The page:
INDIANAPOLIS-State health officials are reminding Hoosiers to stay vigilant in protecting themselves from West Nile virus and other mosquito-borne diseases. A second human case of West Nile virus has been reported in the state (Marion County), and mosquito groups have recently tested positive in 25 counties across the state.
"The recent increase in positive West Nile virus mosquitoes suggests there is an increased risk for human cases," said Jennifer House, DVM, director, Zoonotic & Environmental Epidemiology at the Indiana State Department of Health. "The best thing people can do to prevent getting infected with West Nile virus is to take some simple steps to protect themselves from being bitten by a mosquito. These steps include: apply insect repellent containing DEET, picaradin, or oil of lemon eucalyptus to clothes and exposed skin; and avoid being outdoors during prime mosquito biting times, dusk to dawn, when possible."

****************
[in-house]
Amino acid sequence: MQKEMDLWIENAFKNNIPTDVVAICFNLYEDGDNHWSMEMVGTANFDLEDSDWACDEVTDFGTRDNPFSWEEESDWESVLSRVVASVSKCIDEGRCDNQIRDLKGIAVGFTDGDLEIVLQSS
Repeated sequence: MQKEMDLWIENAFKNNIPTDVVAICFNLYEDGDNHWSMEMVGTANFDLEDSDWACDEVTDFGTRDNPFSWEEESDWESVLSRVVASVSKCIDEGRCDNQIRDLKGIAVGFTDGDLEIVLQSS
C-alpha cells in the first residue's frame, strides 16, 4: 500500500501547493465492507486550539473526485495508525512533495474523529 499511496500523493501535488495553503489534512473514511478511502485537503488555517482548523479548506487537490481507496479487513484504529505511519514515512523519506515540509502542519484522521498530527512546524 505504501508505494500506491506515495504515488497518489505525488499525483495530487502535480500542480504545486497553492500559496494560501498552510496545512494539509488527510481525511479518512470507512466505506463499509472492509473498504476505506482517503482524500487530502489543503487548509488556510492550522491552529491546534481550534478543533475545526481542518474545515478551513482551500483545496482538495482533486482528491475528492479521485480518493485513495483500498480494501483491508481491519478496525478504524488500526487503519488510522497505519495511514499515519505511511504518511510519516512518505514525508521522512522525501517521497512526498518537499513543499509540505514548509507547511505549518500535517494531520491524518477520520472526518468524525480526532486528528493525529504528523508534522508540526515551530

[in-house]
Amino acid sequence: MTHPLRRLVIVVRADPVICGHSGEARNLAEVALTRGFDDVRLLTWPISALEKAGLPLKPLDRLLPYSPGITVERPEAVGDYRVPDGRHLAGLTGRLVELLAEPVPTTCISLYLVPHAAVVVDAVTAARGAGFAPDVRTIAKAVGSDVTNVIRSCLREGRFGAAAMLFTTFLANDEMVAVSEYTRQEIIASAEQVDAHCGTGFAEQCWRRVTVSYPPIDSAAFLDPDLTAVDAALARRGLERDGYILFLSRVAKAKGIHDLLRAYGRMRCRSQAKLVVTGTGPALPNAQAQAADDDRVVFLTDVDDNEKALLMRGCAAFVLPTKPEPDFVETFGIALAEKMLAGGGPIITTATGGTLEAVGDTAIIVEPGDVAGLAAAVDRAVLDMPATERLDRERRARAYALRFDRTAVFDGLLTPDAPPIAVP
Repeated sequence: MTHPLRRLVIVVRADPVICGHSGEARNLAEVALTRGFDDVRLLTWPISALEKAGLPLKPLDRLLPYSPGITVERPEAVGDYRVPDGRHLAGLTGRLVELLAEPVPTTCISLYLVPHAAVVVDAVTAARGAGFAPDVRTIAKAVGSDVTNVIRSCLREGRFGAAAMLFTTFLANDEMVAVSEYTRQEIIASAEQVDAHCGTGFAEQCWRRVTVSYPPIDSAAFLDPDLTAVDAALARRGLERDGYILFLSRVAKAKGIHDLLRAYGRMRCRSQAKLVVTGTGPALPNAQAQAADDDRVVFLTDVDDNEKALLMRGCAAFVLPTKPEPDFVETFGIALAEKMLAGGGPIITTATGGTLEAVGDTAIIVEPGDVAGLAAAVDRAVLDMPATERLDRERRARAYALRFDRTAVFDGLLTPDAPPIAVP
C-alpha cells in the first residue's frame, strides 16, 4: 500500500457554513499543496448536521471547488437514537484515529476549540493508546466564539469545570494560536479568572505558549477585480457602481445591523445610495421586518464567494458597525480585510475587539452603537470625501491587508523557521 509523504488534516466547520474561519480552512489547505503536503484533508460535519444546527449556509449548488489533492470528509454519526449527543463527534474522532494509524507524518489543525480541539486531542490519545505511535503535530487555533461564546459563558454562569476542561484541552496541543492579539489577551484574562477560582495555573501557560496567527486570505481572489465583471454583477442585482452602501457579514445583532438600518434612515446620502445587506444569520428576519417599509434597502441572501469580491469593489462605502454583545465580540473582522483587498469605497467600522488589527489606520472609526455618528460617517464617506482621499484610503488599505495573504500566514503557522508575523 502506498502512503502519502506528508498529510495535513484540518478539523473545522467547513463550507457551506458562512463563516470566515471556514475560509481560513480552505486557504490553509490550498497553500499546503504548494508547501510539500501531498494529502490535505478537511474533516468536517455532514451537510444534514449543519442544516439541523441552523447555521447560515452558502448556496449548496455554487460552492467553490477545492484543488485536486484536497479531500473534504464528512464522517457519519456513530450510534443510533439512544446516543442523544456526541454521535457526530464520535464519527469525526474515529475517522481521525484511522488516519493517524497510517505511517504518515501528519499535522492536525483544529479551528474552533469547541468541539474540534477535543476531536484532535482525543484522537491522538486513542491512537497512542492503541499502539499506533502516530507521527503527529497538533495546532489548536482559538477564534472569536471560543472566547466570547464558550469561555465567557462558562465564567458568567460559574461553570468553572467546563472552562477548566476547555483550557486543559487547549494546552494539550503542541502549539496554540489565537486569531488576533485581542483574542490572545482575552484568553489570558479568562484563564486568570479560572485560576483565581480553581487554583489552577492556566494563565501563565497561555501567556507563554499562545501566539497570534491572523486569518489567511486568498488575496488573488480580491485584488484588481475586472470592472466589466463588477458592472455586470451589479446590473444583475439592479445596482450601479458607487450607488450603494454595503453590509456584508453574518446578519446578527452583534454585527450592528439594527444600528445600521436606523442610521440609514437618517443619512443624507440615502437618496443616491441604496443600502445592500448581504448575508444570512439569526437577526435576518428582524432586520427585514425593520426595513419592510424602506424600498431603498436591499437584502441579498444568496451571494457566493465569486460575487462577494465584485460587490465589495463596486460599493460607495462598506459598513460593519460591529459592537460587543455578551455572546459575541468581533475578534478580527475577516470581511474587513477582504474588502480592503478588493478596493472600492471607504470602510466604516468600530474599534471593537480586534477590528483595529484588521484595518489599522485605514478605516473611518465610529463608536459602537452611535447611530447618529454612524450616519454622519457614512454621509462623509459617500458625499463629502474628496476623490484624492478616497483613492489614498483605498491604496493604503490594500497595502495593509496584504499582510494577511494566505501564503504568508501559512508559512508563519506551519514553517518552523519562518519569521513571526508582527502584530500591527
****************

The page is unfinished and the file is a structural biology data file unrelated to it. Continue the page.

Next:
The West Nile virus usually causes West Nile fever, a milder form of the illness, which can include fever, headache, body aches, swollen lymph glands, or a rash. However, a small number of individuals can develop a more severe form of the disease with encephalitis or meningitis and other neurological syndromes, including flaccid muscle paralysis. Health officials report individuals age 50 and over are at greatest risk for serious illness and even death from West Nile virus. However, people of all ages can be and have been infected with the virus.
Dr. House says people should still practice these precautions:
- Discard old tires, tin cans, plastic containers, ceramic pots or other unused containers that can hold water;
- Repair failed septic systems;
- Drill holes in the bottom of recycling containers left outdoors;
- Keep grass cut short and shrubbery trimmed;
- Clean clogged roof gutters, particularly if leaves tend to plug up the drains;
- Frequently replace the water in pet bowls;
- Flush ornamental fountains and birdbaths periodically; and
- Aerate ornamental pools, or stock them with predatory fish.
For more information, visit the Indiana State Department of Health Web site at http://www.statehealth.in.gov/.
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